Helena Wurzel is a painter living in Cambridge, MA. Helena received an MFA in painting from Boston University. She started working with the online start-up, which sells high quality archival prints of her work in 2011. It was through this venue, that a design director at Kate Spade saw the painting entitled “My Butt” and asked Helena to paint an ad campaign for the promotion of their new Saturday line. Helena worked with the company from their launch in 2012 until they closed in 2015. Jonathan Adler, the design guru, saw her work in a Saturday store and she displayed her paintings in his retail stores in Los Angeles, Miami, and online from 2015-2018. She has won Massachusetts Cultural Council Grants in 2010 and 2016. She has been featured in New American Paintings Northeast Competition issue #92 and was the cover artist for the 2020 Featured Artist/Recent Work catalogue.


I make paintings to tell stories about the lives of women. They are depictions of modern female friendships and my family in singular moments of self-reflection and celebration. Whether capturing a glance, driving, or someone daydreaming, the figures’ actions reveal the narrative. They are often absorbed in their own quiet moment of daily living. Most recently, I have focused on the ways in which figures occupy outdoor spaces, such as scenes from my block, the garden, and the car. My love of pattern and color is incorporated through clothing, which also emphasizes my love of fashion. I include other accessories such as sunglasses, jewelry, and iphones as a way of adding texture, reflections, and referencing current cultural icons. Formal elements such as color and light help create specific moods and my style tends to be bold and graphic. I hope to unlock something extraordinary about everyday scenes. The core of my work is rooted in the concept of self-portraiture and my paintings are inherently tied to the feminine realm.

Where are you from? Did you grow up in a creative environment?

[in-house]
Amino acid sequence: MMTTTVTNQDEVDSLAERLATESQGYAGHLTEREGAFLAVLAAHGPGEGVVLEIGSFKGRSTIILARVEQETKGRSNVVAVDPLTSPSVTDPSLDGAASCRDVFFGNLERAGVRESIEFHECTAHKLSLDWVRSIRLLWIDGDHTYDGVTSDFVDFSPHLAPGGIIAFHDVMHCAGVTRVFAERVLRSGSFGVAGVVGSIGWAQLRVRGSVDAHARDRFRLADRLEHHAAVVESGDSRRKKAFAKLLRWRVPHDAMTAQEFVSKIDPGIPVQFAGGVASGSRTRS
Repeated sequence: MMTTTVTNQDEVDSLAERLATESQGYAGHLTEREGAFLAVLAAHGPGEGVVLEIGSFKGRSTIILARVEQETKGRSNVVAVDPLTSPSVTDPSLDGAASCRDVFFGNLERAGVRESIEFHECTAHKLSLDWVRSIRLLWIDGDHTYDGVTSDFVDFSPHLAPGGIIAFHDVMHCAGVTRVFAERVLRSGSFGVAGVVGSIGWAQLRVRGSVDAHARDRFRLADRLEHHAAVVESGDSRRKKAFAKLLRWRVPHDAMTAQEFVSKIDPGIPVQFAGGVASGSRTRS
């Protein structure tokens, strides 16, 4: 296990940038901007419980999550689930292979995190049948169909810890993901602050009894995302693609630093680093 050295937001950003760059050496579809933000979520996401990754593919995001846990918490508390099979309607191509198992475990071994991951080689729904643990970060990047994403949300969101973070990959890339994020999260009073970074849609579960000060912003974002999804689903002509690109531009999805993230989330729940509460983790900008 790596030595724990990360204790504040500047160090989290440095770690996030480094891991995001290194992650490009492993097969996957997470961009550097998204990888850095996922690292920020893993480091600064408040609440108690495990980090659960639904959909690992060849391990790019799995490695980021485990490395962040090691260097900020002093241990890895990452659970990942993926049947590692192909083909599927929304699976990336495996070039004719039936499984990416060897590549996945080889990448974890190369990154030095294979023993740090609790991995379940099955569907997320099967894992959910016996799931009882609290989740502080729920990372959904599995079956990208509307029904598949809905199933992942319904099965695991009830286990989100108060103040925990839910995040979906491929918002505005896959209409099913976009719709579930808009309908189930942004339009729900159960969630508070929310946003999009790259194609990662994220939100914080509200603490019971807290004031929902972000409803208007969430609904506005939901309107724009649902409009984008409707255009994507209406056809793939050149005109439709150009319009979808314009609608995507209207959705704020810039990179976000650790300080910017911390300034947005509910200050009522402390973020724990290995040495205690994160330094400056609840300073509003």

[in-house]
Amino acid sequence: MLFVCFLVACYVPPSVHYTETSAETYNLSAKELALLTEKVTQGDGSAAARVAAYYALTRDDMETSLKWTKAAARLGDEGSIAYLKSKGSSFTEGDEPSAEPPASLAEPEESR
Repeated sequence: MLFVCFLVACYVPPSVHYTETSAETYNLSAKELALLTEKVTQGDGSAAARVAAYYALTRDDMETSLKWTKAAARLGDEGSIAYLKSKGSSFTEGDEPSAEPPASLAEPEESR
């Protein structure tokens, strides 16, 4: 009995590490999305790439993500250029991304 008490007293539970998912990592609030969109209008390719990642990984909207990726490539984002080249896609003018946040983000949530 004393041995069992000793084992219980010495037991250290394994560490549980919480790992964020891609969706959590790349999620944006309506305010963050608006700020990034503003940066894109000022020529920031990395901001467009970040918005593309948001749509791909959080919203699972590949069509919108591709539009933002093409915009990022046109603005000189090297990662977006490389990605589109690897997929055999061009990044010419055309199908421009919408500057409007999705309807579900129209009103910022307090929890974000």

I grew up in Newton, MA and my parents are both supporters of the arts. My father plays classical guitar and my mother was a weaver and is now an embroiderer. We had a huge loom in our living room. They were both encouraging of letting me pursue my interest in art. As a kid, I loved crafts and I learned to sew–I made jewelry and clothes and I always loved to draw. It wasn’t until college that I discovered painting and I haven’t ever wanted to stop.

Who or what has compelled and/or encouraged you to create your art?

While I have been encouraged along the way, I don’t believe that anyone else can give this to you. You have to want to make your own art and figure out how to fit it into your life. I have a deep internal need to make paintings. Everything I make is like solving a puzzle with its own unique set of rules, and I love puzzles. The most important thing is to keep making.

What is the key topic or issue that your work addresses?

I am most interested in telling stories about the lives of women through the lens of self-portraiture. I’ve always been attracted to female protagonists in literature, film, and art and my favorite books tend to be ones where a woman tells a story about self-actualization. I’m interested in how we look at ourselves, how we look at each other, what we wear, our alone behaviors, and our together behaviors. There is the reality and monotony of daily life versus the fantasy of what we want it to be—I’m trying to show some hybrid of both, small mundane moments made more extraordinary than real life in my world of painting.

What is your biggest source of inspiration?

My daily life, my friends and family, and the world as I observe it in my immediate surroundings are my biggest influence. Scenes from my block, the garden, and my car set the stage for how my figures occupy outdoor spaces. I love depicting the seasons and their changing colors and light. Clothing, patterns, accessories like iPhones, and reflections add texture and reference current cultural icons. There is so much beauty in the everyday. Painting is like trying to capture a fleeting moment made visible–something that makes your heart surge.

If you weren’t creating art, what would you be doing?

I would be making something. I love the process of creating.